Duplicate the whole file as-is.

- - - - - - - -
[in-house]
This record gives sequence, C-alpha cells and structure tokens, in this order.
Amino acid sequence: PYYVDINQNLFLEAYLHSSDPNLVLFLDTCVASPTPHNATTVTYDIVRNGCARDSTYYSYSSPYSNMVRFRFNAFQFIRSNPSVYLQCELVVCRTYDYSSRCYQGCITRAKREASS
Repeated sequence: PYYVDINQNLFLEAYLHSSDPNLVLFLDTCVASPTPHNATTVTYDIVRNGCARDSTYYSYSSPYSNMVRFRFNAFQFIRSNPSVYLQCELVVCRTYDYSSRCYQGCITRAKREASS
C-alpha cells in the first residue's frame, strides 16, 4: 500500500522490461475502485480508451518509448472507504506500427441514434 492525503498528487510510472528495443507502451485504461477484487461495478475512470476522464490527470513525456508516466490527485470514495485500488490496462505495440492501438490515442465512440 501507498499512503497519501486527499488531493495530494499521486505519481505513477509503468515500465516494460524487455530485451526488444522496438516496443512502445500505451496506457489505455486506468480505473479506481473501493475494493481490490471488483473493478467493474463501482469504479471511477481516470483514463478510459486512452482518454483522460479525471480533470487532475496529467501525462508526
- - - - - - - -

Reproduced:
[in-house]
This record gives sequence, C-alpha cells and structure tokens, in this order.
Amino acid sequence: PYYVDINQNLFLEAYLHSSDPNLVLFLDTCVASPTPHNATTVTYDIVRNGCARDSTYYSYSSPYSNMVRFRFNAFQFIRSNPSVYLQCELVVCRTYDYSSRCYQGCITRAKREASS
Repeated sequence: PYYVDINQNLFLEAYLHSSDPNLVLFLDTCVASPTPHNATTVTYDIVRNGCARDSTYYSYSSPYSNMVRFRFNAFQFIRSNPSVYLQCELVVCRTYDYSSRCYQGCITRAKREASS
C-alpha cells in the first residue's frame, strides 16, 4: 500500500522490461475502485480508451518509448472507504506500427441514434 492525503498528487510510472528495443507502451485504461477484487461495478475512470476522464490527470513525456508516466490527485470514495485500488490496462505495440492501438490515442465512440 501507498499512503497519501486527499488531493495530494499521486505519481505513477509503468515500465516494460524487455530485451526488444522496438516496443512502445500505451496506457489505455486506468480505473479506481473501493475494493481490490471488483473493478467493474463501482469504479471511477481516470483514463478510459486512452482518454483522460479525471480533470487532475496529467501525462508526